Community: to extend your family.

VVC alumni retreat group 2016

What does it mean to a part of a community… to extend your family.

As I return back to Chicago ready to teach the 120 middle schoolers that await me, I sit filled with gratitude. I also sit missing my family. I miss my mom, dad, and brothers who I haven’t seen in a couple months. However, I also sit missing Maura, Luke, Jeanette, Tim, Andrea, the VVC community, and SVdP. I have just returned from the VVC alumni retreat in Cincinnati this past weekend where past and current members of VVC gathered together. We gathered to reflect on our experiences during and post VVC, to reground ourselves in our Vincentian roots, and to spend time in friendship with one another. My heart is very full.

Though each community is unique, we all shared the bond of the VVC experience. Whether, we were from the first-ever VVC community, a member of cohort 2, a year 3 alum, or a current VVCer, we share a bond of what it means to dedicate a year to an organization as outstanding as SVdP and to a community as dynamic, challenging, and life-giving as the West End. We can connect on what it means to reflect together each Tuesday, to venture down to the basement where the photos of “The Man’s” birthday still lie, to engage with neighbors along the way to and from work each day, to join in the laughter, friendship, and spirit of collaboration among all SVdP staff members, and to have Maura guide, mentor, help, and care for you in one of your biggest years of personal growth. We all share a bond no matter what year we completed VVC. Working at a place like St. Vincent de Paul, with a staff like SVdP’s, and in a neighborhood with neighbors like the ones who visit SVdP, gives you this gift.

So again, I say to be in community means to extend your family. I am a part of the VVC family in the broad sense, and I am a part of the VVC Year 3 family. Jeanette, Luke, Tim, and Andrea each have made an imprint on my life and are my family. As I sat around the table reflecting with them this past weekend on where we have been the past 7 months, I did not want time to end. I wanted to freeze that moment and get to stay in it. Looking around the table at each of them, laughing with them, sharing with them, giving and taking advice with/from them, and being present to them is being in a family. Yes, we bickered (well Luke and I bickered). Yes, Jeanette and Tim said a thousand movie and song quotes that went over Luke, Andrea, and my heads. Yes, we reminisced about the incredible meals we cooked last year. Yes, we sat on the couches in the VVC house talking until we couldn’t keep our eyes open. Even though it had been 7 months since we had been together, it was as if time never passed. We picked up right where we left off in August of 2015. Our year in VVC bonded us in ways that cannot be undone. I could not be more thankful for VVC and the people it has brought into my life. It has given me an extension to my family.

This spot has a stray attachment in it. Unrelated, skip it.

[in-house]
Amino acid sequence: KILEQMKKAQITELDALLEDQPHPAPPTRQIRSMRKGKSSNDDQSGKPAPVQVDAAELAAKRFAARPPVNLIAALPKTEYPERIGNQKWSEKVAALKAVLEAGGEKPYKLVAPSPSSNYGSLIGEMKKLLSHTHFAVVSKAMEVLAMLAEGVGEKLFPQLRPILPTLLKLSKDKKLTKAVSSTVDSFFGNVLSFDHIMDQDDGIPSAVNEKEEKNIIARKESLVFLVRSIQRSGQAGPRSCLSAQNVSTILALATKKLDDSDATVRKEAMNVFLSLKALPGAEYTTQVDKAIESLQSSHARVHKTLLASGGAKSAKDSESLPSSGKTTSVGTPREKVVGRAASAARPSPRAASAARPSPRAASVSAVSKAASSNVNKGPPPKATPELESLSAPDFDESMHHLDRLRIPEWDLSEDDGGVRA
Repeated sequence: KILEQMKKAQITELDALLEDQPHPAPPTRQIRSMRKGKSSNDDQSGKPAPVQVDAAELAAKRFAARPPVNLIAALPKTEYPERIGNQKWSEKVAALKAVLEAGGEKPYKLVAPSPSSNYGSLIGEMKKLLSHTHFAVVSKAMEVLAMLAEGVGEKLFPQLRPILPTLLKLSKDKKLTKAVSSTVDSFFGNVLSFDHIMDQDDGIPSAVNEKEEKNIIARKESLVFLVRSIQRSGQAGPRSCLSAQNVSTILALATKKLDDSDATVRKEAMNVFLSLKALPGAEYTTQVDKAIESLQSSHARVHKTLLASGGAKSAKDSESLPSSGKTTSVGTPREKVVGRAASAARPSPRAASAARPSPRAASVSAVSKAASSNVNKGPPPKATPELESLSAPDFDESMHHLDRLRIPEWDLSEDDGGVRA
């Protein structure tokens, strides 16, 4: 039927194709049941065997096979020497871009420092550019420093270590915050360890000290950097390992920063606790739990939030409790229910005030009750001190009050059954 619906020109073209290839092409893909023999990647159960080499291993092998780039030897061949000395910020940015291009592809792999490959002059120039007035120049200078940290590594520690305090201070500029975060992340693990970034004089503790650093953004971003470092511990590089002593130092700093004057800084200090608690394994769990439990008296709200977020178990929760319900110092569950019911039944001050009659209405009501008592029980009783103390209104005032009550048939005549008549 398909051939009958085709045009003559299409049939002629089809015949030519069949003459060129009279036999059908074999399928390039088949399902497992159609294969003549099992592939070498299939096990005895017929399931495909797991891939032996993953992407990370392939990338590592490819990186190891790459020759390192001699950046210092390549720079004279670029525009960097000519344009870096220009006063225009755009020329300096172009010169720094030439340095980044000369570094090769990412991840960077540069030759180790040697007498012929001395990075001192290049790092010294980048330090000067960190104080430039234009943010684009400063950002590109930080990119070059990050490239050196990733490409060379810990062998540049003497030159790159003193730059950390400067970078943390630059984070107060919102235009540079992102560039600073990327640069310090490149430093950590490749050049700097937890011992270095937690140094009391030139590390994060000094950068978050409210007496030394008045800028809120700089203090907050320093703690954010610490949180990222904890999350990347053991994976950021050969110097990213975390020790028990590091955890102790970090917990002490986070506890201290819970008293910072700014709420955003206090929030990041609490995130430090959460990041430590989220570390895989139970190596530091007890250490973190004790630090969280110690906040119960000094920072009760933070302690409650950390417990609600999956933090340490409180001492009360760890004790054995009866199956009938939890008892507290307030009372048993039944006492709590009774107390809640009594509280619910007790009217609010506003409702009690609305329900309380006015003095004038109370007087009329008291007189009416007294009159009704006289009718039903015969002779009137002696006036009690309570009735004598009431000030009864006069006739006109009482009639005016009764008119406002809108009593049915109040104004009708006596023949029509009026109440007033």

Kelsey McCarty, VVC 2014-15, teaches middle school kids at the Fuller School of Excellence in Chicago, IL. Affectionately coined “Ms. Carty” by the kids she student taught, we are sure her current students regard her with similar affection. Kelsey’s passion for justice and inclusion – especially in the classroom – stand as the foundation of who she is and how she lives her life.


Be inspired. Trust your instincts. Relish in the unknown.

Be inspired. Trust your Instincts. Relish in the unknown.

Be inspired. Trust your instincts. Relish in the unknown.

These are the significant lessons I have learned after giving up the Internet for an entire month.